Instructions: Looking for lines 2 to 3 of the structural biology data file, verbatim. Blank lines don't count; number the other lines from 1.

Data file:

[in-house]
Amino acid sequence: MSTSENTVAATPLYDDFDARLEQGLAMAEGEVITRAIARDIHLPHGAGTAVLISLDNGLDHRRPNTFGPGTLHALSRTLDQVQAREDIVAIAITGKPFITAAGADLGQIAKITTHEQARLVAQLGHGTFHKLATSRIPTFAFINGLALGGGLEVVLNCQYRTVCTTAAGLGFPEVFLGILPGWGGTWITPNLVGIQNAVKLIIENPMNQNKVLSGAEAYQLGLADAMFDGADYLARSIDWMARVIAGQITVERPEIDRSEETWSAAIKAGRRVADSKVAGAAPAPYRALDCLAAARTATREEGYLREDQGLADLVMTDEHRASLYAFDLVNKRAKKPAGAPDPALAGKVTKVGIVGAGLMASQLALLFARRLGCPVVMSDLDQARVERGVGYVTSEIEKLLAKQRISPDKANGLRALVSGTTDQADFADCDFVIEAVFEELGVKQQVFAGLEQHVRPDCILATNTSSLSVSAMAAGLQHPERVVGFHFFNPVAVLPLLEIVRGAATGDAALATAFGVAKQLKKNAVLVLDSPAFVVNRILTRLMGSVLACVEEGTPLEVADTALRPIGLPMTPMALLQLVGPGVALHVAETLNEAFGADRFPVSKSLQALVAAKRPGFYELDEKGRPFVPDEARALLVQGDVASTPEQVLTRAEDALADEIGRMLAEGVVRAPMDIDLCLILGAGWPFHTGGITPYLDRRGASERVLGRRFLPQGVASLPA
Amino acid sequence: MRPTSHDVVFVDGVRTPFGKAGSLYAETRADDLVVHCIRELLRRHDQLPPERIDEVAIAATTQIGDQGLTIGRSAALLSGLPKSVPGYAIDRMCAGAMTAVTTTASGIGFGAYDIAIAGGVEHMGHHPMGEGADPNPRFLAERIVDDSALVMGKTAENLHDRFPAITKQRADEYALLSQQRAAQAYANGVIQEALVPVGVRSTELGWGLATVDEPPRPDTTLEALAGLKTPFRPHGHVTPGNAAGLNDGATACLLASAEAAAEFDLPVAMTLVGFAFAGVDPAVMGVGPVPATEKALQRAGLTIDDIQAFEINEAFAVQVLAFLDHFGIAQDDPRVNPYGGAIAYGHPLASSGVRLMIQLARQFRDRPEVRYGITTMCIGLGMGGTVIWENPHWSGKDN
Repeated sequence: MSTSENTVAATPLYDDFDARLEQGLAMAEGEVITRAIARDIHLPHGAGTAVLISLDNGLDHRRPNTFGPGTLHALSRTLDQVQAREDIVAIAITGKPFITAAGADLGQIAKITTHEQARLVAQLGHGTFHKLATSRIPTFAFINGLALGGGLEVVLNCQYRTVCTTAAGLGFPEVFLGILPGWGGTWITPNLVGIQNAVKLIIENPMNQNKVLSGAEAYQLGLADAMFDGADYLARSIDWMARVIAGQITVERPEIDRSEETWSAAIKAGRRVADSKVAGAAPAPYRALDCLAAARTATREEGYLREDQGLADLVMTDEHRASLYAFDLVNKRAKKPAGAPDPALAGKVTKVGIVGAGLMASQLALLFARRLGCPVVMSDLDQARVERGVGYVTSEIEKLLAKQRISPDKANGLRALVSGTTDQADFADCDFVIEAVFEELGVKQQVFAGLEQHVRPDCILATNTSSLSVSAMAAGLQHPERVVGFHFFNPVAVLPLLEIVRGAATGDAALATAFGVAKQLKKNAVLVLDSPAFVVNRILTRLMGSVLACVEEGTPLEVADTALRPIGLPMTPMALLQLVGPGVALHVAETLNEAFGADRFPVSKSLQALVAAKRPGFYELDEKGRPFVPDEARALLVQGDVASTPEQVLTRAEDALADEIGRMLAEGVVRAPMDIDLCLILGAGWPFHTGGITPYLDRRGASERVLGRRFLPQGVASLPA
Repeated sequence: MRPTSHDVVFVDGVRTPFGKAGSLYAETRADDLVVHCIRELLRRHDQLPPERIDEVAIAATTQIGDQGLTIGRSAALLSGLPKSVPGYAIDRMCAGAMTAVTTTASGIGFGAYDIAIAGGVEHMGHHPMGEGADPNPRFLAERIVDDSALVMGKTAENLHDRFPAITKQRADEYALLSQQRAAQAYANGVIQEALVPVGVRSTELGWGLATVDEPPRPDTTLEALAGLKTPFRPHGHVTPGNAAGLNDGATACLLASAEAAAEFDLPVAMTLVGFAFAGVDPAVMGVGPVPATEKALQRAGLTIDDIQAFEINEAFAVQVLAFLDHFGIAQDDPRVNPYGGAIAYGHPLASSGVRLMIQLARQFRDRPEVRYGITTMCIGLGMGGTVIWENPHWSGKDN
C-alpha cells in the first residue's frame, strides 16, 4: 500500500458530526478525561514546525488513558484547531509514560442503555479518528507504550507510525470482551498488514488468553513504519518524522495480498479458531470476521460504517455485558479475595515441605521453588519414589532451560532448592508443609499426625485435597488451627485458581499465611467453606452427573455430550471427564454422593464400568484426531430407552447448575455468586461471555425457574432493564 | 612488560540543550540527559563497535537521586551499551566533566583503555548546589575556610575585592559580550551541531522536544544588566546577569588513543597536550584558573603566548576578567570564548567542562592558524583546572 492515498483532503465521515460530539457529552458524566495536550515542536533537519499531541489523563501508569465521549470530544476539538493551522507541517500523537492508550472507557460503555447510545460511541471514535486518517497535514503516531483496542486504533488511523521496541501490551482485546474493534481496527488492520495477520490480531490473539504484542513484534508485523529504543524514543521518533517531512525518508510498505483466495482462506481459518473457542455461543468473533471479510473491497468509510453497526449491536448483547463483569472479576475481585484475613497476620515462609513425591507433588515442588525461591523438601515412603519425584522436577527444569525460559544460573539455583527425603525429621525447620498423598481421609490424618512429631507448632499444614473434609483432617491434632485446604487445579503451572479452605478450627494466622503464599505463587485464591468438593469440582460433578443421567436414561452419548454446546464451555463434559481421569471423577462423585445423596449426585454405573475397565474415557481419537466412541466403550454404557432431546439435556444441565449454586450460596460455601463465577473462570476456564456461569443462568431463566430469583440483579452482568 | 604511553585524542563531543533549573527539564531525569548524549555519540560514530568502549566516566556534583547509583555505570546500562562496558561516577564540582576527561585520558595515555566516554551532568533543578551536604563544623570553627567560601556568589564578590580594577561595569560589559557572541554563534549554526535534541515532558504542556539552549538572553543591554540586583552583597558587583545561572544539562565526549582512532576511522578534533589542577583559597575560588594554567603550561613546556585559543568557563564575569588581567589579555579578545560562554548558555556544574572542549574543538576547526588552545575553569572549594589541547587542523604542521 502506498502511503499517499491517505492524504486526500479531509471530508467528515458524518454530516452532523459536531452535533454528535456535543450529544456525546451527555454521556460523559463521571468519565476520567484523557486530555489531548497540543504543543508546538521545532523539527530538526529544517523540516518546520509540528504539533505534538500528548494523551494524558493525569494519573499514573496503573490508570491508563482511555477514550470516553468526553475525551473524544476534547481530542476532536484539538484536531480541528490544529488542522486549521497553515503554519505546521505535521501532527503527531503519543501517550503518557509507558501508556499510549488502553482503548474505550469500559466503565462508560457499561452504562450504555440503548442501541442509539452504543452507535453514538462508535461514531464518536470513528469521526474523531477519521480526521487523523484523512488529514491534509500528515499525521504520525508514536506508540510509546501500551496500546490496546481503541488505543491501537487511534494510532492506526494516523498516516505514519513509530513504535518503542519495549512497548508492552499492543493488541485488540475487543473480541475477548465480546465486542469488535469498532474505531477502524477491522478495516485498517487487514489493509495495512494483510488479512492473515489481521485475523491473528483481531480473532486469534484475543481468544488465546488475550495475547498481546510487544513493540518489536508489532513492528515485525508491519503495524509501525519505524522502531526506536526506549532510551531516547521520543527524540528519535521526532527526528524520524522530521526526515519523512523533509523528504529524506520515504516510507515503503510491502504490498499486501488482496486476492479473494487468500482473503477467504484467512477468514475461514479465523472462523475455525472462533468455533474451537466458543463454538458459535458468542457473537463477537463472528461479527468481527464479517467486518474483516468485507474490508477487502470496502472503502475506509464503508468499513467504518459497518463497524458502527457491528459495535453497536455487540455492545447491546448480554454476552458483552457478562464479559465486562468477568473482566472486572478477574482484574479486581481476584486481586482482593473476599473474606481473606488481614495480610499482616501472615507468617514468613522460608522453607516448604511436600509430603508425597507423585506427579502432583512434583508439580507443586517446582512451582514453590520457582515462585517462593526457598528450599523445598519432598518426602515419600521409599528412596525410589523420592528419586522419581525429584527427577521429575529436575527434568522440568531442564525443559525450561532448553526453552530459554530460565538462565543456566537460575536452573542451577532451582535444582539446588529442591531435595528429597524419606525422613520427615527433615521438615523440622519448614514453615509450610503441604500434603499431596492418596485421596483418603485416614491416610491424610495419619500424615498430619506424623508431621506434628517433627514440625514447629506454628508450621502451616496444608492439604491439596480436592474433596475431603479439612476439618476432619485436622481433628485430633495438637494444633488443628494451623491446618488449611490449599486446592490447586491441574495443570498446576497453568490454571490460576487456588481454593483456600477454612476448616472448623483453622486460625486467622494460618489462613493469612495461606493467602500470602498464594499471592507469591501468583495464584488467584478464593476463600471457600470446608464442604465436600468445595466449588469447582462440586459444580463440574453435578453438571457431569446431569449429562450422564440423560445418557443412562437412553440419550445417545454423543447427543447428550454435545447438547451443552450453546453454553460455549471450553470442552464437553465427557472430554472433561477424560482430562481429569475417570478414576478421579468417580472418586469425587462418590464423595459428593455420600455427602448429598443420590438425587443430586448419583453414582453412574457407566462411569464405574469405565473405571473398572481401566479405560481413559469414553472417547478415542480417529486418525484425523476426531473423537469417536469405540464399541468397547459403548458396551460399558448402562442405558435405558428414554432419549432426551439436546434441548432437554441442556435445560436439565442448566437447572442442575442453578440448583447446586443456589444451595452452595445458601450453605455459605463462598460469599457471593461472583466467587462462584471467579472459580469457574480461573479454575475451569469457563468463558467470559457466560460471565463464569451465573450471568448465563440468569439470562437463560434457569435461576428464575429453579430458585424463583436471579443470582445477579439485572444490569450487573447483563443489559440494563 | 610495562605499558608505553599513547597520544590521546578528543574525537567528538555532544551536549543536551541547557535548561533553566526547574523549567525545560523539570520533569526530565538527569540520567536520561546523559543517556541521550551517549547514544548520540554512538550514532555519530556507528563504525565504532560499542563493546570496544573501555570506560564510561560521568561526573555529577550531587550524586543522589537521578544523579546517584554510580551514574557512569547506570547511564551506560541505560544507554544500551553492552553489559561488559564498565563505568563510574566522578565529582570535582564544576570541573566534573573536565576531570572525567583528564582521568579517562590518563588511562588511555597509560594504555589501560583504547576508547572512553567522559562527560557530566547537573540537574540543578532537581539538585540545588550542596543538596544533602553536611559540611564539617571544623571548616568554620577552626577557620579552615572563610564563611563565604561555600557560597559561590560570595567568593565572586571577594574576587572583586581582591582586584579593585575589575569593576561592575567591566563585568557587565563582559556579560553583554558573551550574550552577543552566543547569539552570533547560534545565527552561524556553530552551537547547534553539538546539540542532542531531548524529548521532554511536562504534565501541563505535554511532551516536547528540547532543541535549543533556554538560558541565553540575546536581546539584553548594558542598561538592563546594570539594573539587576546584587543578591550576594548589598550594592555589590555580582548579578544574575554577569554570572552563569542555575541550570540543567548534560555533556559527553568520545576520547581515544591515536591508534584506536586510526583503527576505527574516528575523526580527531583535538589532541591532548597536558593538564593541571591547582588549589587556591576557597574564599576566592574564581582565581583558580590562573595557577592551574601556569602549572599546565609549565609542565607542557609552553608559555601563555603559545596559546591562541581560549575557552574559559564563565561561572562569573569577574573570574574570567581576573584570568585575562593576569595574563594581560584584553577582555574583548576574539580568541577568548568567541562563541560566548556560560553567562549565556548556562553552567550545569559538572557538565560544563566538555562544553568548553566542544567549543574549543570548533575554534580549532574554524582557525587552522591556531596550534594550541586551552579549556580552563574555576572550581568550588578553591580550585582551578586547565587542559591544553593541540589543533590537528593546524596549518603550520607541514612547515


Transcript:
Amino acid sequence: MSTSENTVAATPLYDDFDARLEQGLAMAEGEVITRAIARDIHLPHGAGTAVLISLDNGLDHRRPNTFGPGTLHALSRTLDQVQAREDIVAIAITGKPFITAAGADLGQIAKITTHEQARLVAQLGHGTFHKLATSRIPTFAFINGLALGGGLEVVLNCQYRTVCTTAAGLGFPEVFLGILPGWGGTWITPNLVGIQNAVKLIIENPMNQNKVLSGAEAYQLGLADAMFDGADYLARSIDWMARVIAGQITVERPEIDRSEETWSAAIKAGRRVADSKVAGAAPAPYRALDCLAAARTATREEGYLREDQGLADLVMTDEHRASLYAFDLVNKRAKKPAGAPDPALAGKVTKVGIVGAGLMASQLALLFARRLGCPVVMSDLDQARVERGVGYVTSEIEKLLAKQRISPDKANGLRALVSGTTDQADFADCDFVIEAVFEELGVKQQVFAGLEQHVRPDCILATNTSSLSVSAMAAGLQHPERVVGFHFFNPVAVLPLLEIVRGAATGDAALATAFGVAKQLKKNAVLVLDSPAFVVNRILTRLMGSVLACVEEGTPLEVADTALRPIGLPMTPMALLQLVGPGVALHVAETLNEAFGADRFPVSKSLQALVAAKRPGFYELDEKGRPFVPDEARALLVQGDVASTPEQVLTRAEDALADEIGRMLAEGVVRAPMDIDLCLILGAGWPFHTGGITPYLDRRGASERVLGRRFLPQGVASLPA
Amino acid sequence: MRPTSHDVVFVDGVRTPFGKAGSLYAETRADDLVVHCIRELLRRHDQLPPERIDEVAIAATTQIGDQGLTIGRSAALLSGLPKSVPGYAIDRMCAGAMTAVTTTASGIGFGAYDIAIAGGVEHMGHHPMGEGADPNPRFLAERIVDDSALVMGKTAENLHDRFPAITKQRADEYALLSQQRAAQAYANGVIQEALVPVGVRSTELGWGLATVDEPPRPDTTLEALAGLKTPFRPHGHVTPGNAAGLNDGATACLLASAEAAAEFDLPVAMTLVGFAFAGVDPAVMGVGPVPATEKALQRAGLTIDDIQAFEINEAFAVQVLAFLDHFGIAQDDPRVNPYGGAIAYGHPLASSGVRLMIQLARQFRDRPEVRYGITTMCIGLGMGGTVIWENPHWSGKDN